Original article written by Leon Fear for Business Leader as featured on their website on 14th September 2018. To view the original, please click here.
It’s a well known fact that people are generally living longer than at any time in history thanks to advances in medical science and the overall health of people today, despite the growth of certain health issues such as diabetes.
There are currently over 11.8 million people over the age of 65 in Britain, with this figure projected to exceed 16 million by 2035. The population of people over 75 is expected to double during the next 30 years.
This brings new challenges to the property industry, as although the need for good quality retirement homes has always been there, it is now exacerbated as people are increasingly living well into their late 80’s and 90’s.
Whilst traditionally care homes have been operated predominantly by local authorities, registered providers and charitable organisations, as standards have generally improved in all areas of housing, this is particularly true when it comes to private care homes and the growth in popularity of retirement villages.
More often than not luxury retirement villages offer residents the opportunity of moving in to their new home whilst they perhaps need just some basic assistance and care, but whilst retaining their independence for as long as possible, and moving in to another part of the ‘village’ as their needs require.
This gives comfort and longevity for someone to really make the place their own and in which to make new friends during old age, and crucially to help avoid the loneliness which so sadly effects so many old people (and of course many younger people too).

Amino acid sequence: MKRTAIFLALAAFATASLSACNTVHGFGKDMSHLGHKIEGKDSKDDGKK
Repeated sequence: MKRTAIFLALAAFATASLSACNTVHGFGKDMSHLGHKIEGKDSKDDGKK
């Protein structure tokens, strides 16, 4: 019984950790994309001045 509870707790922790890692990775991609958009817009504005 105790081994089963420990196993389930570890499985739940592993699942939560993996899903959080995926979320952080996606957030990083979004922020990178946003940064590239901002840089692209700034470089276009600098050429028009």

All local authorities have the growing issue on their hands of how to provide quality housing for older generations, as well as housing for first time buyers.
Retirement villages can provide part of the solution to both aspects as people often move in to them at a far younger age than they might a traditional care or nursing home, therefore freeing up housing stock for younger generations, as most people who move in to a retirement village fund it by selling their home.
Removing obstacles for developers who are offering to provide this type of development will not only benefit the older generation, but also the younger generation too as well as enabling a significant number of jobs to be created across a range of skill sets.
The best retirement villages in my opinion don’t ring fence themselves from the local community but include them, for example by having cafés and community halls open to everyone not only creates facilities for the wider population but gives those in their retirement an interest and engagement rather than isolating them from the community they are likely to have been part of for most of their lives.